Many Members from the majority also questioned Secretary Moniz on the export of crude oil and why the embargo on domestic oil exports is not repealed. Representative Barton (R-TX) contented that allowing the export of domestic oil would be good for the global economy by preventing oil prices from rising. Several other Members echoed similar contentions. Secretary Moniz insisted that the exports would not stimulate an appreciable effect on the global price because the U.S. still imports so much oil. Further, he insisted that allowing exports would not lead to an increase in a domestic production of oil, and thus, is not necessary.

Finally, Representative Pompeo (R-KS) appeared to be the strongest opponent of the QER and the DOE’s efforts. In a vehement exchange between Representative Pompeo and the Secretary, Representative Pompeo revealed that he believes the research on carbon capture technologies was a waste of money and that the QER has limited use once a new president is elected. Secretary Moniz also did not directly respond to whether he thinks an international agreement on climate change requires the approval of Congress.

The second panel consisted of six witnesses and focused on the Energy Diplomacy Draft, a discussion draft released by the Subcommittee. The draft legislation seeks to advance energy diplomacy by providing coordination and planning and removing barriers to trade among U.S. allies and partners. In particular, the draft legislation would establish an interagency task force to identify ways to improve federal interagency coordination for permitting major energy projects, modernize the review process for cross-border energy infrastructure projects, and reform the DOE’s approval process for liquefied natural gas (LNG) exports to eliminate unnecessary delays.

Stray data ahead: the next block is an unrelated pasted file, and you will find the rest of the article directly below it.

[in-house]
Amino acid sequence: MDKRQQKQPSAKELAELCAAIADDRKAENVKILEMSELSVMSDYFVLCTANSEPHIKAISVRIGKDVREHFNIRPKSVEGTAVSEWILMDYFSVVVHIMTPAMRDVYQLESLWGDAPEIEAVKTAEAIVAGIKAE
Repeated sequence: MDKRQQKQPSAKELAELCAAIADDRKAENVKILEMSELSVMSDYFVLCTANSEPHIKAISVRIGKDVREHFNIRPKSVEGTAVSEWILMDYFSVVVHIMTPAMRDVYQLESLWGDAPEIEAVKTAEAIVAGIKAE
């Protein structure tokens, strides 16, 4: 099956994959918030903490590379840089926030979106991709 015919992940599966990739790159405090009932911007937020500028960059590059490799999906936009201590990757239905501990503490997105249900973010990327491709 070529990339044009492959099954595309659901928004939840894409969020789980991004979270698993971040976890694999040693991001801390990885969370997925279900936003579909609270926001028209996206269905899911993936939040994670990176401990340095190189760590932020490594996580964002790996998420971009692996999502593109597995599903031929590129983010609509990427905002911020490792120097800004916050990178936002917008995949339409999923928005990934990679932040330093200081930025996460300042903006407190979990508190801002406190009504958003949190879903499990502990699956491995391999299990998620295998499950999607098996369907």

While the second panel was cut short due to a call for votes, several key points were made by a few witnesses. Dr. Dolzer promoted a transatlantic energy agenda with more and better exchange between the U.S. and Europe. Mr. Grumet insisted upon increasing cooperation in North America, and in particular, increasing cooperation with Mexico. Mr. Martin endorsed the use of pipelines for the transport of LNG, and testified to the effectiveness of pipelines in his county in Pennsylvania. Mr. Kepes supported the cross-border transfer of energy, but only if competiveness – i.e., cost and efficiency – exists.

Conversely, Ms. Cassady and Ms. Hammond were not as enthusiastic about the legislation as drafted. Specifically, Ms. Cassady took issue with removing the presidential permit requirement. She contended the state-by-state nature of the agency approval process would prevent a critical examination of the whole project. She also insisted that the burden to prove the project is in the best interest of the public should fall upon those promoting the project. As written, the draft legislation places the burden on those opposing the project. Ms. Hammond contended that the draft legislation did not consider the administrative procedural ramifications.